Thursday, February 13, 2014

The Beauty of Death

It’s almost time for me to say “Thank you” to Heavenly Papa for allowing me to see another year. Yes, indeedy…it’s almost my birthday!!! Every time I think about this time, it makes me happy that at one point in time Heavenly Papa decided that he needed me on this earth for a purpose. I strive to become closer to finding out what that purpose is on a daily basis, but gratitude and perseverance are not the only things that my birthday reminds me of. I’m also forced to think about all those that I know will not be seeing their birthdays this year, and it softens my heart to be reminded of the beauty of death.
Many people think of death as the worst thing that can happen, but after spending some time in the word, I’ve noticed that great things happen when one dies, and that there are two types of death. The first being a spiritual death in living form, and the second being a physical death when your body returns to its natural state and your renewed spirit goes to rest with our Heavenly Papa.
The first death is to be “in Christ, [to become] a new creation. The old has passed away; behold, the new has come” (2 Corinthians 5:17). In order for us to become one with the Holy Father we must first take part in our living death. This is the shedding of our old self to become closer to God. Essentially, it is our awakening period when we are pushed out of our wilderness. Some may argue that when this happens, you’re not allowed to “have fun.” There is still lots of fun to be had, you’re just now being held accountable for your actions.
In Jay Z’s song, Empire State of Mind, he states, “and Jesus can’t save you, life starts when the church ends,” which to me implies that you are not living unless living in sin. I used to be a part of that world. I would go out every weekend, get wasted with my friends, hang out with random guys, living care free and reckless, not caring too much about myself or how the world perceived me, or how my actions impacted others. Not realizing my choices had consequences. Thinking back, there were plenty of times when the choices I made could have gotten me raped, killed, put in jail, turned me into some type of addict, but they did not and I have to attribute that to being protected by the grace of God. Even though I was rejecting him at the time, he saw fit to save me over and over and over again, and finally, I got it. Then I decided it was time for me to walk upright for the man who “died for all, that those who live should no longer live for themselves but for him who died for them and was raised again” (2 Corinthians 5:15). When I made this decision, great things began happening for me. I became less anxious and learned to roll with whatever punches life threw my way and I found myself at a greater peace. Also, so called friends that brought great stress began to fade away. Best thing ever. It became easier for me to make decisions to do good and while I’m still fumbling through trying to figure it all out, I’m grateful that  I’m nowhere near where I was. I’m also proud to say that while I am a sinner, I’m doing the best that I can to be prepared for my physical death.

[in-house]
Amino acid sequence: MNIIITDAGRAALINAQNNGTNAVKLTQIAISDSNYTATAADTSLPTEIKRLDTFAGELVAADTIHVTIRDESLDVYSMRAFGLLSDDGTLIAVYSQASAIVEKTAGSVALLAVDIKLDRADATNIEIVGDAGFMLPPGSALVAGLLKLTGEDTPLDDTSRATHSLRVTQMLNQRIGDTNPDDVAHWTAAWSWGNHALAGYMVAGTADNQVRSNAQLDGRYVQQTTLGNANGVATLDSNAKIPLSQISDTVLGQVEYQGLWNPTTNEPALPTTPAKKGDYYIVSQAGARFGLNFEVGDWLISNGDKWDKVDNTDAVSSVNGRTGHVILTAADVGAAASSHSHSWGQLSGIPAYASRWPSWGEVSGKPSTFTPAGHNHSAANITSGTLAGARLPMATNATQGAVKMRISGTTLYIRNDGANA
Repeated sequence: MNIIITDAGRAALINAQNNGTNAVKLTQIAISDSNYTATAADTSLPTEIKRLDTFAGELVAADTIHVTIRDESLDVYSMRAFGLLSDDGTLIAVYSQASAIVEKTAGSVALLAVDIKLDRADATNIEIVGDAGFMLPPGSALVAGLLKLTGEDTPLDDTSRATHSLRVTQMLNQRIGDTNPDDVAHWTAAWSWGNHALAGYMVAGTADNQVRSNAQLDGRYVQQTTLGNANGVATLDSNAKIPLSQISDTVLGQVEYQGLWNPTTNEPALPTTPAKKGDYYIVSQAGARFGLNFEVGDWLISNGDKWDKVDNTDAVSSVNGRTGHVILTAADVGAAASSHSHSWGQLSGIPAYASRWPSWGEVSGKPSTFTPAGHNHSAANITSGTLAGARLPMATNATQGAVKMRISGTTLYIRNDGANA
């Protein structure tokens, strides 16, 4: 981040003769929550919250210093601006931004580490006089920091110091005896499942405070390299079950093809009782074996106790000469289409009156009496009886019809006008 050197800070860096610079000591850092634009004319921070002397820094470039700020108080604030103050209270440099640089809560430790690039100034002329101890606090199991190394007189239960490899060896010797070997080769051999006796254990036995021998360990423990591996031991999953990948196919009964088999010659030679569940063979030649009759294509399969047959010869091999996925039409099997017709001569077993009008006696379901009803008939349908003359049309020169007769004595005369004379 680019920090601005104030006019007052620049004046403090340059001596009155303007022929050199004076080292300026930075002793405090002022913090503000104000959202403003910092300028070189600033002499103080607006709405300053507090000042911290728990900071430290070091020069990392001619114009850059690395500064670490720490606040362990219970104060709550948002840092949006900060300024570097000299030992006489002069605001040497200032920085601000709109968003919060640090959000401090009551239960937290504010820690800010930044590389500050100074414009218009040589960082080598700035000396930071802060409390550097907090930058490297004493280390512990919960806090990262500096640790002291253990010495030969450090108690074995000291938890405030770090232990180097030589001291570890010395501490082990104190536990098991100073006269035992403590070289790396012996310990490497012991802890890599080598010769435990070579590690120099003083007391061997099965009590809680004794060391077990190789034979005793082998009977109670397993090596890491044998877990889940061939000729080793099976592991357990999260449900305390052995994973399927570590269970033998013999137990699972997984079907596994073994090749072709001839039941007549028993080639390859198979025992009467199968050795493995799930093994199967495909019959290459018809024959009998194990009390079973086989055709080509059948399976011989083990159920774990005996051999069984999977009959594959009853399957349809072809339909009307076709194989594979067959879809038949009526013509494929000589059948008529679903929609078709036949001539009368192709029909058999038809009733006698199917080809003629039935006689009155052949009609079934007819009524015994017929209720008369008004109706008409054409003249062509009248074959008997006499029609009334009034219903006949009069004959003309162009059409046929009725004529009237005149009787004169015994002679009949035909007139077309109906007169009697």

There are also great things to be said about your actual physical death. Although, I clearly have not experienced it, the word tells us, “Blessed are the dead which die in the Lord from henceforth: Yea, saith the Spirit, that they may rest from their labours; and their works do follow them” (Revelation 14:13). I believe this to be true because I’ve witnessed it in my waking life. Have you ever attended the memorial service of a righteous person? The atmosphere is completely different from that of a not so righteous one. People are rejoicing and seem much more content because they know that the person they are mourning is now at peace with Heavenly Papa. Those people are also comforted by the Holy Spirit, regardless to whether they know it or not. Matthew 5:4 attests to that. At the other, we have great lament and the mourners appear to have a harder time letting go.
One must also take into account the beauty that surrounds a physical death. The death in itself brings people together. You’re reminded of the innocence of children and are appreciative for their laughter. It is a time of remembrance and the person’s story gets to be told time and time again. Time becomes valued again as the realization that it is limited sinks in and teaches us to value the time we do have and those that we have to share it with. In a nutshell, death brings about community, which is essentially what living is all about.

1 comment:

  1. Stephanie Crawford "Beautifully done! Insightful and image soliciting. This should touch anyone, those who agree, those whose ideas differ but have an open mind, and finally those who do not agree but are thinking about it to prescribe an alternate view."